8.      Don’t ask your subscribers to put themselves into boxes

  • If your email form asks people to segment themselves by interest, change it. Because chances are, they don’t know what they’re interested in yet.
  • Keep permissions broad, send them a range of topics and see what they engage with
  • Too many choices at the outset will confuse people and reduce sign ups. This is called The Paradox of Choice. I recommend reading up on it, it’s really interesting!

9.      If you’re not convinced by this advice: run some split tests

  • Split testing is easy – it’s built into many email platforms
  • You can test all kinds of things: more frequent emails, shorter emails, mailshots with 1 ask, a simple template
  • Test them against your usual tactics, and compare performance

Useful resources for your work with email

Evidence: the case for changing your email strategy

Glyn Thomas‘ fantastic experiment where he signed up to 100 charity email lists and analysed the results: there is an absolute wealth of insight in here, on strategy, content, deliverability and more.

This increase in open and click rates came about when I implemented the steps above for an Irish NGO in late 2019.

Keira Roth of Engaging Networks shared some results from their benchmarking of approx. 400 non-profit email programmes:

Organisations who have the most engaged supporter lists ALSO send the most email.

Why is this? Lots of reasons, but mainly I see it as these organisations are more likely to drip-feed interesting content frequently, meaning that communication is more digestible, much fresher and has therefore more urgency and excitement about it. Something great/important/exciting happened? These organisations aren’t scared to send an email there and then, regardless of what the schedule says.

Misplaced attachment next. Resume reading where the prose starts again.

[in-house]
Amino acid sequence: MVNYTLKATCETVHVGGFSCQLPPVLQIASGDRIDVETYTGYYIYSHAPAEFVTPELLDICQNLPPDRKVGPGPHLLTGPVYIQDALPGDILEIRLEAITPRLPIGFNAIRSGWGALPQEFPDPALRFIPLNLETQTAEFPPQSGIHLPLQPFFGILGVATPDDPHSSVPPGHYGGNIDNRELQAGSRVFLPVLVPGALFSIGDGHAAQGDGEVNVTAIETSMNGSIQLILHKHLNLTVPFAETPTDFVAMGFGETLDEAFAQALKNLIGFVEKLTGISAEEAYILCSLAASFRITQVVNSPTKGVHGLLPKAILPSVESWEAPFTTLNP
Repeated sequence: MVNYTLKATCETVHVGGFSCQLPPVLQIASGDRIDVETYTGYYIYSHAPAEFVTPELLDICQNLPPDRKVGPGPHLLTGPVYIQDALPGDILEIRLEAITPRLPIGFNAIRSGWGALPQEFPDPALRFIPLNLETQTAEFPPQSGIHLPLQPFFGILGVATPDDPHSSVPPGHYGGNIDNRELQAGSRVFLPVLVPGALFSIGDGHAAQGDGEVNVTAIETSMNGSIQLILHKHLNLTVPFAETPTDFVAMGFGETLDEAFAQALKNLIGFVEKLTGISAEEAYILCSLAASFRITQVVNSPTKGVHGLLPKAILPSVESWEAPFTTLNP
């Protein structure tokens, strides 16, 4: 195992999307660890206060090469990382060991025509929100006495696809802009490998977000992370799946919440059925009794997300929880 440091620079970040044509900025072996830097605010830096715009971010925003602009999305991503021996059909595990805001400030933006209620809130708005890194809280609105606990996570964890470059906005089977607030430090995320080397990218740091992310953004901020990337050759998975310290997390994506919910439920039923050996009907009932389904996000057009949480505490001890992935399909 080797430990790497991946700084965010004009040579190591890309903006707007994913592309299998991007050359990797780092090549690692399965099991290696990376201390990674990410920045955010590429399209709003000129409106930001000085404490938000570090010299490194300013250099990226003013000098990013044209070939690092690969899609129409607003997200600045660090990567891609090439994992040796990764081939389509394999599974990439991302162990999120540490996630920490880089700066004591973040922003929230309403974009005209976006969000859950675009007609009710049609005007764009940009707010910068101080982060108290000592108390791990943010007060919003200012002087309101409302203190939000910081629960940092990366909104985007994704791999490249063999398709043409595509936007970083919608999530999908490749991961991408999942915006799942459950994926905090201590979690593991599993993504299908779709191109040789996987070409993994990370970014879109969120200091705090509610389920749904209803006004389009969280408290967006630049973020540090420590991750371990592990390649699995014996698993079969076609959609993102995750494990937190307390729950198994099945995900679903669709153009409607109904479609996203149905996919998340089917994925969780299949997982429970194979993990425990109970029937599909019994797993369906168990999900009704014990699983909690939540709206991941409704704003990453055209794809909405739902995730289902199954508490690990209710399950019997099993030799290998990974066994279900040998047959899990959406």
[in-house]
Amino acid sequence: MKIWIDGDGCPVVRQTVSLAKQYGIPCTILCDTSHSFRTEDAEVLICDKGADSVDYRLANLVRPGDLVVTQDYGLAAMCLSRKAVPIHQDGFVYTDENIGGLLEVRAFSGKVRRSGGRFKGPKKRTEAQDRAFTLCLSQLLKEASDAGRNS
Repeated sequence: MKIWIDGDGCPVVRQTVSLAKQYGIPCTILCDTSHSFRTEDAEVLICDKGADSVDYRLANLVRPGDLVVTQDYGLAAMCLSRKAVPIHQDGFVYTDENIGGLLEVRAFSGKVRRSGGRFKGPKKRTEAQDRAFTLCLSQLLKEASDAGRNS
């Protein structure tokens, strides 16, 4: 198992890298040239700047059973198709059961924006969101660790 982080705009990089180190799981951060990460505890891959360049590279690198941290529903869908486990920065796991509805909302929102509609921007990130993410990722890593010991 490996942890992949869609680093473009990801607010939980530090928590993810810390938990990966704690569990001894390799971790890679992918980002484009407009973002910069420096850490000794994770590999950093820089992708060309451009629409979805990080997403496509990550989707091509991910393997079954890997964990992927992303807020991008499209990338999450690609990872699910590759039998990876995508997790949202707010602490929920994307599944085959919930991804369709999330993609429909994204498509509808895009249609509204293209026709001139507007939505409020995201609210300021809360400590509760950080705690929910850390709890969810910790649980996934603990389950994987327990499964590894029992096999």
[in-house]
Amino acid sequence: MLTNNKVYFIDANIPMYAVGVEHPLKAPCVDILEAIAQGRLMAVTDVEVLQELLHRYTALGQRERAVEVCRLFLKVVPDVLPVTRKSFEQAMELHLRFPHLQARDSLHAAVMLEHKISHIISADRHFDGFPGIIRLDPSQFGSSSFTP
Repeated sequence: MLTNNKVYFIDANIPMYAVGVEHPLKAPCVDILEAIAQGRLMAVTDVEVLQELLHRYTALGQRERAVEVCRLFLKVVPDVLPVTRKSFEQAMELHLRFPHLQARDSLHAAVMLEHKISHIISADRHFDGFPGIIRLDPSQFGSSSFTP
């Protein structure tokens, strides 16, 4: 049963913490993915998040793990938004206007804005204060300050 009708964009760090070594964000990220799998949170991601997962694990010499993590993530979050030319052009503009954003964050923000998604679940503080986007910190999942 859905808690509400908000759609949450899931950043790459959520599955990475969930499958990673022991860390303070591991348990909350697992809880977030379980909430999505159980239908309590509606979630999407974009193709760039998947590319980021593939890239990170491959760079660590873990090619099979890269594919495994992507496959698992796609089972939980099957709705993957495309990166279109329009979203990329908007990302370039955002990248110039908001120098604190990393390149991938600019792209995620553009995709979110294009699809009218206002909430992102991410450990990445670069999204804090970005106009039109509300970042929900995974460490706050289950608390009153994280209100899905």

And you guessed it, the opposite is also true:

Organisations who have the least engaged lists are sending the fewest emails.

Think subject “January Monthly Newsletter” – plenty of organisations are doing this still, alas. I’ve seen an increasing number of organisations who at the outset say things like “It’s OK, we’re not going to spam you!”, which suggests they are stepping into email sign-ups with the idea that their email comms will be a load of rubbish. That’s no way to start a relationship.

This one is huge:

Organisations with the most engaged lists are using MULTIPLE Marketing Automations

Marketing automations are HUGE when it comes to creating a really engaged supporter email list. First off, think about your Welcome Journey, as this is your time to put your best foot forward and use your shiniest evergreen content to welcome new supporters into the family. But crucially, there are so many ways in which you can use Marketing Automations… reactivation series, birthdays, I could go on about Marketing Automations (and frequently do, see my Ignite talk at the ECF conference)

(Thank you Keira for generously sharing these insights!)

Learn & improve